When a fan yelled anti-Muslim comments before a Packers game, Aaron Rodgers couldn't let it stand.

Before Sunday's game against the Detroit Lions, the Green Bay Packers asked their fans to observe a moment of silence to honor the victims of Friday's deadly shooting in Paris.

Photo by Joe Robbins/Getty Images.


While many did, one fan took advantage of the quiet moment to yell out something obnoxious.

Photo by Joe Robbins/Getty Images.

"Muslims suck," is what many heard, according to a report in The Washington Post. Including Packers quarterback Aaron Rodgers.

Rodgers was asked to respond to the comment after the game, and respond eloquently he did.


"I must admit I was very disappointed with whoever the fan was who made a comment," Rodgers said.

"I thought it was really inappropriate during the moment of silence. It's that kind of prejudicial ideology that I think puts us in the position that we're in today as a world."

Rodgers is right to call out the fan's bigotry, and it's a lesson much of the world could stand to hear right now.

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Following the attacks, talk of tightening — or even closing — state and national borders in Western countries to refugees from the Middle East has increased, even though many of those refugees are fleeing the exact same people who committed the horrible act of violence in Paris last weekend.

Some have even gone as far as to suggest that the United States should focus on admitting Christian — not Muslim — refugees.

Good guys and bad guys can't be sorted by their religion.

Radical extremists come from all religions and all nationalities and threaten people of all religions and all nationalities — as last week's far-less-heralded, but similarly deadly bombing in Beirut makes abundantly clear. Presenting the current conflict as a clash of religions or civilizations only makes it easier for them to victimize more of the world's most vulnerable people.

That's why Rodgers' comments are an important wake-up call.

Photo by Stacy Revere/Getty Images.

The only way to defeat the bad guys is by standing together. Not apart.

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This story was originally shared on Capital One.

Inside the walls of her kitchen at her childhood home in Guatemala, Evelyn Klohr, the founder of a Washington, D.C.-area bakery called Kakeshionista, was taught a lesson that remains central to her business operations today.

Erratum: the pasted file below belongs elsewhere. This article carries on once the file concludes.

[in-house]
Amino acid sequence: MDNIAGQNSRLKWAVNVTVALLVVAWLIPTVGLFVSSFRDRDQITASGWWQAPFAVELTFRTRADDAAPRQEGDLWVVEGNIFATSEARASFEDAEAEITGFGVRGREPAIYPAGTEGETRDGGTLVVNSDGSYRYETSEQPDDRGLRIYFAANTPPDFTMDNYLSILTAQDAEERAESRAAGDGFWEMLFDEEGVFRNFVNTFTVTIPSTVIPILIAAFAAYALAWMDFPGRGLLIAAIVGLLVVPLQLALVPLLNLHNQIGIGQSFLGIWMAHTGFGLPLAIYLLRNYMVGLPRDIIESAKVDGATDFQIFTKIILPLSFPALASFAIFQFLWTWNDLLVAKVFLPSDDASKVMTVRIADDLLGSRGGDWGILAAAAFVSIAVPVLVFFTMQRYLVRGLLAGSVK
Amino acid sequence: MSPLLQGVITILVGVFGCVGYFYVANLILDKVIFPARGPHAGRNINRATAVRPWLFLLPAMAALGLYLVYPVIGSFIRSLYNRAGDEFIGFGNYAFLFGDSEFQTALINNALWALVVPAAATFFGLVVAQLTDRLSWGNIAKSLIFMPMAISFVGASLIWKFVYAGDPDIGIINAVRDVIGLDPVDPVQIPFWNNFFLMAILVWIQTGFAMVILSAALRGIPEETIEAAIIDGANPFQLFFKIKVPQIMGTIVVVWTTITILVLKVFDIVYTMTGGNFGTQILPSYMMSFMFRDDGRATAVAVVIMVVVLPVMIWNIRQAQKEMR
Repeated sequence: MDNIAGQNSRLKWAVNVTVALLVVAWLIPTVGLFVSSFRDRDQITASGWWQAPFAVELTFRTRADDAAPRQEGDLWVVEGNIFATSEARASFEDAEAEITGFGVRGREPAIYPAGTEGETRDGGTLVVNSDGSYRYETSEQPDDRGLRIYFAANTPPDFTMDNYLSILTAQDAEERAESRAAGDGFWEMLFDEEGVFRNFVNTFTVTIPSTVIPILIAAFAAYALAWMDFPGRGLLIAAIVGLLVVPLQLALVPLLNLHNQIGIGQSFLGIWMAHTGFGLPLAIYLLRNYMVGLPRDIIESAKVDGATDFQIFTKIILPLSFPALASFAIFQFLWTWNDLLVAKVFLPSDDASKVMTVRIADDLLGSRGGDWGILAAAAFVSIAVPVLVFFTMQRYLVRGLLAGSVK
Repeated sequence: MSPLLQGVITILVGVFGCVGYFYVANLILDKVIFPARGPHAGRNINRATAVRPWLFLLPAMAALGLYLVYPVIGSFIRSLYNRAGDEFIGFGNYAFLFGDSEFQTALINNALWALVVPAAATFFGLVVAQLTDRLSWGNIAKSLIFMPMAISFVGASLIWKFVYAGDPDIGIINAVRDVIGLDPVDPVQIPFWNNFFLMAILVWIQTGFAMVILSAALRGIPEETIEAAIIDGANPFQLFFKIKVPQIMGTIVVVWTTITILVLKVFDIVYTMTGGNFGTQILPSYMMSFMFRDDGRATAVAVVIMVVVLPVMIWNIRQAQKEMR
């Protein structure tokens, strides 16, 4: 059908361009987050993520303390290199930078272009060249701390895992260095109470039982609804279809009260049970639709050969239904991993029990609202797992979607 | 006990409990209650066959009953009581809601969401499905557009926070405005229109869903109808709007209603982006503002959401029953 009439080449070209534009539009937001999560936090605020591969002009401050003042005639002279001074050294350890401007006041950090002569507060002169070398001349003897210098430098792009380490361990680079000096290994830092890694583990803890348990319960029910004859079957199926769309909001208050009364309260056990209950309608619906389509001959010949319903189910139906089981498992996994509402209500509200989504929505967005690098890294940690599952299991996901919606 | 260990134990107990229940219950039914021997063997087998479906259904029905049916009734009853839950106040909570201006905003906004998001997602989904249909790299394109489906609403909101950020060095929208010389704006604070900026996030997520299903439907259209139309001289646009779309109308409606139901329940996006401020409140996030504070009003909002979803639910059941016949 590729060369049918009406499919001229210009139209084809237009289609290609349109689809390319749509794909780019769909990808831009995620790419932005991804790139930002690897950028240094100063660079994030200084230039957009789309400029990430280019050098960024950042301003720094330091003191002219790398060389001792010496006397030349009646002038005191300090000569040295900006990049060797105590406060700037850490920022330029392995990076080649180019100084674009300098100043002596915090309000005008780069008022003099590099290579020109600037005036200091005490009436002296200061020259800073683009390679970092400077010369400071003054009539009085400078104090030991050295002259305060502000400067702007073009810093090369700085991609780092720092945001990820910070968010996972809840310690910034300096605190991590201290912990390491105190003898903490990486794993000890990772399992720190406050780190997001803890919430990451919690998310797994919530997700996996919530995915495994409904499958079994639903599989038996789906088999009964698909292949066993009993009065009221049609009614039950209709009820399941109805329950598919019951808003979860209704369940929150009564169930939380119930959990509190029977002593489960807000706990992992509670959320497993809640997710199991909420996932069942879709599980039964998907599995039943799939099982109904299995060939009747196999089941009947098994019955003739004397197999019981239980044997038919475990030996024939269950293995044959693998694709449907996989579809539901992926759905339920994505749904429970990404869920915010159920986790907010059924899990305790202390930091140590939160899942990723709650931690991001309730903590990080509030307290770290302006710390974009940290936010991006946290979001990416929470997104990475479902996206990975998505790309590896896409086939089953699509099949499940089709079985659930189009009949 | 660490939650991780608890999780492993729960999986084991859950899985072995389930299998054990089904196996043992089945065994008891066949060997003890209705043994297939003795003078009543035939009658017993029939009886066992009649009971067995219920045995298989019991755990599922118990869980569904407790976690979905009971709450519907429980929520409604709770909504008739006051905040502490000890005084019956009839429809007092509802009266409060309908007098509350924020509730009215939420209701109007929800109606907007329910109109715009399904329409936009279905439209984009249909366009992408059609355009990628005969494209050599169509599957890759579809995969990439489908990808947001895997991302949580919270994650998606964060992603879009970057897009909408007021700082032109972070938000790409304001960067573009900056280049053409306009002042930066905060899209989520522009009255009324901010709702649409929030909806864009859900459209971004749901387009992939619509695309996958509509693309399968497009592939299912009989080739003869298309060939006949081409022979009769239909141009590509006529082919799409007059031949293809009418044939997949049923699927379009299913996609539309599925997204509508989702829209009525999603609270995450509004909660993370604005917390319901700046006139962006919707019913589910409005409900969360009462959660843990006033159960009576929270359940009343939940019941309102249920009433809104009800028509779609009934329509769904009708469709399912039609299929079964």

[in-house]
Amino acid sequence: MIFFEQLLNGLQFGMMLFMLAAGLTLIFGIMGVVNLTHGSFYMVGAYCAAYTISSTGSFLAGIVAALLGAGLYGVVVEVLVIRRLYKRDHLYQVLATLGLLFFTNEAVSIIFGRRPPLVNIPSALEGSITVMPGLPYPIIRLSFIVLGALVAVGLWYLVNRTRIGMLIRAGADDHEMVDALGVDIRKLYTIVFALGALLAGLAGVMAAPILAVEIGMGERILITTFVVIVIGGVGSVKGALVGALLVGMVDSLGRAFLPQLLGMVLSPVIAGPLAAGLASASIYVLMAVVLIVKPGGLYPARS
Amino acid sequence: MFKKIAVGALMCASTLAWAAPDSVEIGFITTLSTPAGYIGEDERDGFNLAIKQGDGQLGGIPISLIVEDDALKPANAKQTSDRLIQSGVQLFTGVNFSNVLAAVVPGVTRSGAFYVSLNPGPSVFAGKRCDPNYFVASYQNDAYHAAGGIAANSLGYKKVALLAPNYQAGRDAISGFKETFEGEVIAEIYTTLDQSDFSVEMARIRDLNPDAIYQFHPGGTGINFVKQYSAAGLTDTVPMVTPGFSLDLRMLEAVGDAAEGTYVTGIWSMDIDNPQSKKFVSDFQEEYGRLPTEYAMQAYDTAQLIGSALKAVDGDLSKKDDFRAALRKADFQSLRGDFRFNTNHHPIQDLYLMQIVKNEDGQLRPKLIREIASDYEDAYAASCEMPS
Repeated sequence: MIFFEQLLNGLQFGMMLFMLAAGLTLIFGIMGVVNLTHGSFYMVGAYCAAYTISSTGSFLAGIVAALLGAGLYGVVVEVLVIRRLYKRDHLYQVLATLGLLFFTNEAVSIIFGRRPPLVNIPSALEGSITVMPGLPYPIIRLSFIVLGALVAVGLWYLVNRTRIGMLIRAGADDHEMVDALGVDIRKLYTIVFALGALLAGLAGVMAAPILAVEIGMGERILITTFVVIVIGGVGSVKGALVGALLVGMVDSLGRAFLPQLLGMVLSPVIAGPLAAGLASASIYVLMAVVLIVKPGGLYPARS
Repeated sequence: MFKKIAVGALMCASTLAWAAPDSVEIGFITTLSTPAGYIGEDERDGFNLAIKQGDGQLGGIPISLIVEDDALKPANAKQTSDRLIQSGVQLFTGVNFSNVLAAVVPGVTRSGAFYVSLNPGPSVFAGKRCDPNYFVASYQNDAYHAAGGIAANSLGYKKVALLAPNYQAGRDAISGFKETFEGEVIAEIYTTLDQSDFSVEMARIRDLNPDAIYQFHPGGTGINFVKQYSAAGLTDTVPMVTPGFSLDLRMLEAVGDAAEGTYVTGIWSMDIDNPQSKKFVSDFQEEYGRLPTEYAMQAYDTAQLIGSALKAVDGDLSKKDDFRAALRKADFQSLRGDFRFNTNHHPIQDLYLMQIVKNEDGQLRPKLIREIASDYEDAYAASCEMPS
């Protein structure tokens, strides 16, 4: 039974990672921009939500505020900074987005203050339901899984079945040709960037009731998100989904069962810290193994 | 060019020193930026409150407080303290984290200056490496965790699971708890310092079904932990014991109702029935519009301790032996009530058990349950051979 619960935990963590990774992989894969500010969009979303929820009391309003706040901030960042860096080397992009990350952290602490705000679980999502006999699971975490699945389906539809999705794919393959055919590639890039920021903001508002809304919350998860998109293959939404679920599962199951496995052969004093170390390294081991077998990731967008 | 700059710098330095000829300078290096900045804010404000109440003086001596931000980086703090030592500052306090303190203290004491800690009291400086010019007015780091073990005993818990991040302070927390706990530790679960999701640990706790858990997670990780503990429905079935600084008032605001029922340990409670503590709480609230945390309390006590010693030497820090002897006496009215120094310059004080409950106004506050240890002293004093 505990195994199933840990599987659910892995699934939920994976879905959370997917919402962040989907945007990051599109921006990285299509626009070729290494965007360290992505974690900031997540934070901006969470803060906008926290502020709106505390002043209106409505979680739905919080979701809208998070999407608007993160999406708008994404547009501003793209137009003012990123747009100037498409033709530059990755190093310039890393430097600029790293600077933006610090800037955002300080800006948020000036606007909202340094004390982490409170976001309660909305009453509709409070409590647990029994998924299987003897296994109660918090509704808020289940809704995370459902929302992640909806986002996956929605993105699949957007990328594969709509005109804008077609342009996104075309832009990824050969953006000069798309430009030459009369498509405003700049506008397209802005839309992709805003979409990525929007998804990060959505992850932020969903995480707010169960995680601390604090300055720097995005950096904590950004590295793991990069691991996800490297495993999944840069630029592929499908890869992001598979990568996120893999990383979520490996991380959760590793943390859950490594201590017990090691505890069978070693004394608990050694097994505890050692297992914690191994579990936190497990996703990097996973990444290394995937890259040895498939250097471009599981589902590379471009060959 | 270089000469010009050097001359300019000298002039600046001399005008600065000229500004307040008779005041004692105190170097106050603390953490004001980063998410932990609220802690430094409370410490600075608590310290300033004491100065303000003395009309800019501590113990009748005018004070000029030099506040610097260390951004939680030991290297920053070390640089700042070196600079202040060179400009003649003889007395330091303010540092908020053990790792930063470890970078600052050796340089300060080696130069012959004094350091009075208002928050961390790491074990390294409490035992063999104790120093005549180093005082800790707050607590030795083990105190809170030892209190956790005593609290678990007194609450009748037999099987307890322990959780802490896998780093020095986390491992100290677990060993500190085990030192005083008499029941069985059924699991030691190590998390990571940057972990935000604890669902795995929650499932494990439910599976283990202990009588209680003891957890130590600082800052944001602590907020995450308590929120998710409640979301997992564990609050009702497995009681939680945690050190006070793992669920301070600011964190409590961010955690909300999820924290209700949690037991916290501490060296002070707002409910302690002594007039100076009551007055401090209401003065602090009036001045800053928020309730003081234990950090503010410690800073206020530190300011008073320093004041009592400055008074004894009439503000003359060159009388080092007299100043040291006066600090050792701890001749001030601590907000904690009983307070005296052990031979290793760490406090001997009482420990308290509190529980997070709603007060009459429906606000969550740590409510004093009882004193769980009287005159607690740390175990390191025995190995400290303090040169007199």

"Baking cakes gave me the confidence to believe in my own brand and now I put my heart into giving my customers something they'll enjoy eating," Klohr said.

While driven to launch her own baking business, pursuing a dream in the culinary arts was economically challenging for Klohr. In the United States, culinary schools can open doors to future careers, but the cost of entry can be upwards of $36,000 a year.

Through a friend, Klohr learned about La Cocina VA, a nonprofit dedicated to providing job training and entrepreneurship development services at a training facility in the Washington, D.C-area.

La Cocina VA's, which translates to "the kitchen" in Spanish, offers its Bilingual Culinary Training program to prepare low-and moderate-income individuals from diverse backgrounds to launch careers in the food industry.

That program gave Klohr the ability to fully immerse herself in the baking industry within a professional kitchen facility and receive training in an array of subjects including culinary skills, food safety, career development and English language classes.

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Dr. David McPhee offers advice for talking to someone living in a different time in their head.

Few things are more difficult than watching a loved one's grip on reality slipping away. Dementia can be brutal for families and caregivers, and knowing how to handle the various stages can be tricky to figure out.

The Alzheimer's Association offers tips for communicating in the early, middle and late stages of the disease, as dementia manifests differently as the disease progresses. The Family Caregiver Alliance also offers advice for talking to someone with various forms and phases of dementia. Some communication tips deal with confusion, agitation and other challenging behaviors that can come along with losing one's memory, and those tips are incredibly important. But what about when the person is seemingly living in a different time, immersed in their memories of the past, unaware of what has happened since then?

Psychologist David McPhee shared some advice with a person on Quora who asked, "How do I answer my dad with dementia when he talks about his mom and dad being alive? Do I go along with it or tell him they have passed away?"

McPhee wrote:

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